Contractually, John Grisham did not have to write a book in 2009.
Financially, he never has to type another word.
“But I get bored,” says Grisham, the 54-year-old world-renowned author who grew up in Desoto County and became a lawyer and Mississippi legislator. “One day last January I was sitting around at our house in Charlottesville (Va.) watching it snow and I said, ‘I’ve got to do something.’ “
So he went to his writing room, turned on the computer and began sifting through pieces of stories. Some were recent. Some were 20 years old. “All of them started out as novels, but they either weren’t long enough or complicated enough,” he says.
That was the beginning of Grisham’s newest book, Ford County, his first collection of stories.
“We called them ‘stories’ because they’re really not short stories,” he says. “I actually wanted to call them ‘long stories’ because I’ve never seen anyone do that before. But the folks at Doubleday said no, and I didn’t feel like fighting about it. Plus, they’re pros and know what they’re doing.”
In the seven stories, Grisham touches on subjects such as strip clubs, retirement homes, casinos, death row, old rivals, AIDS and homosexuality. He mixes humor with gut-wrenching sadness.
“I really, really like it,” says Joe Hickman, manager of Lemuria Books in Jackson. “The stories kind of remind you of (the late Mississippi author) Larry Brown – nice stories that give you a whole reading experience.
“And I believe this book might do something that probably John didn’t even see coming. People who read Grisham but don’t normally read literary fiction might say, ‘Wow, I like this’ and expand their own reading habits. They might look at literary fiction in an entirely new way thanks to John.”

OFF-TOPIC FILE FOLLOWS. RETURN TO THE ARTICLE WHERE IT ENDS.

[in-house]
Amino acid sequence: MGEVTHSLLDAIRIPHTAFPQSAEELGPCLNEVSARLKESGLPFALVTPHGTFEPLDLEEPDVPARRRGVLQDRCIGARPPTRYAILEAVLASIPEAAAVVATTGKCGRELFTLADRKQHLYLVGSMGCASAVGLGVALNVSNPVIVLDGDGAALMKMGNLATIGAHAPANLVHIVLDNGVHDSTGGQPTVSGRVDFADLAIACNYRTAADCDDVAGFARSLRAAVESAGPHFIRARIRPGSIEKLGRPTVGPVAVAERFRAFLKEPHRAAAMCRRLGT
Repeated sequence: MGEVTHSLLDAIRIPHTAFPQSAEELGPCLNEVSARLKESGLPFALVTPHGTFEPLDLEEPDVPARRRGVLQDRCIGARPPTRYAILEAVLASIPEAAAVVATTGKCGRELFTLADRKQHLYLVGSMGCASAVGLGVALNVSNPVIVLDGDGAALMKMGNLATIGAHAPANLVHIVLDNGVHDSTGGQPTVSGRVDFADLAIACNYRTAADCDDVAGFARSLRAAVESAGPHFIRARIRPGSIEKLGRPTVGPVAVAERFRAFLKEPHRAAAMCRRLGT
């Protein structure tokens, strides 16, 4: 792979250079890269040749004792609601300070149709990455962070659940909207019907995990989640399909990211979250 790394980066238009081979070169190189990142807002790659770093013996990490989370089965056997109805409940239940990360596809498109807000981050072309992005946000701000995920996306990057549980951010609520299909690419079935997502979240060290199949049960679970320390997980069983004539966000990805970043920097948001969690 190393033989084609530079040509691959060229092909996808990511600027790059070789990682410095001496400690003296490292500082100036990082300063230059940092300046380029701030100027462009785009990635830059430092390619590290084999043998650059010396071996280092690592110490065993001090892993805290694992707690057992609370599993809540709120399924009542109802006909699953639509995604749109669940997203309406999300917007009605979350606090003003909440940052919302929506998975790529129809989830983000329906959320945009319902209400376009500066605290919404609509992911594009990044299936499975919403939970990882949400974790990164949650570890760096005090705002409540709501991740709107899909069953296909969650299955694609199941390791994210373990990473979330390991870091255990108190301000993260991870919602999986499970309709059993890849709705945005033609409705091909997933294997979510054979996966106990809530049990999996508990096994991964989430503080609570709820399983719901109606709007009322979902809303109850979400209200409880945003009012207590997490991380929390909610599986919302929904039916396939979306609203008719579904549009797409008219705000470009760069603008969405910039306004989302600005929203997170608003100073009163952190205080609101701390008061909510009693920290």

Lance Bowman, 38, of Jackson has read all 23 Grisham books. “Ford County is the best writing he’s ever done,” Bowman says. “His other books were fast-moving thrillers, and I loved those. But these stories touched my heart.”
Grisham keeps almost everything, especially the notes he makes while trying to figure out his next project.
The first story, Blood Drive, dates back to 1990, before The Firm was sold and started him on a mega-million-dollar writing career.
That was the story he looked at first on that snowy January day. It focuses on three less-than-suave guys from Ford County – a fictional place in north Mississippi – who travel to Memphis to give blood to a friend in need. “The wheels sort of come off during the trip,” Grisham says. They drink too much beer and spot a billboard advertising a nearby strip club.
Grisham laughs. “Can’t you just picture these three bozos when they see this billboard with a woman about to pop out of her clothes, and they realize they’re just a few miles away and they can actually walk in and see this woman? One of the guys, Calvin, gets there … he’s always been looking for a job, and he thinks he’s found his life calling, working in this strip club.
“I laughed my head off the whole time I wrote it.”
It wouldn’t work as a novel but was perfect for a story. “It was almost finished when I looked at it again,” he says.
Grisham and his agent sent Blood Drive and two others – Casino and Fetching Raymond – to Doubleday. “They got pretty fired up, so we decided to proceed with it,” he says. “They wanted eight stories. I gave them seven. Could’ve given them eight, but I was up against deadline and the seven stories worked. The book turned out being 308 pages, and that is about right.”
The book’s final story, Funny Boy, was written from scratch over a two-week period in May. It is about a white man dying with AIDS who returns to his small-town home and is shunned by family and friends. He spends his final days under the loving care of a black woman.
“All the stories are scaled-down novels,” he says. “There are very few characters and no subplots. So it’s just a basic story that has a beginning, a middle and an end. And they really weren’t hard for me because that’s how I write novels.”
It was natural, he says, that the stories are set in Ford County, which dates back to his first book, A Time to Kill.
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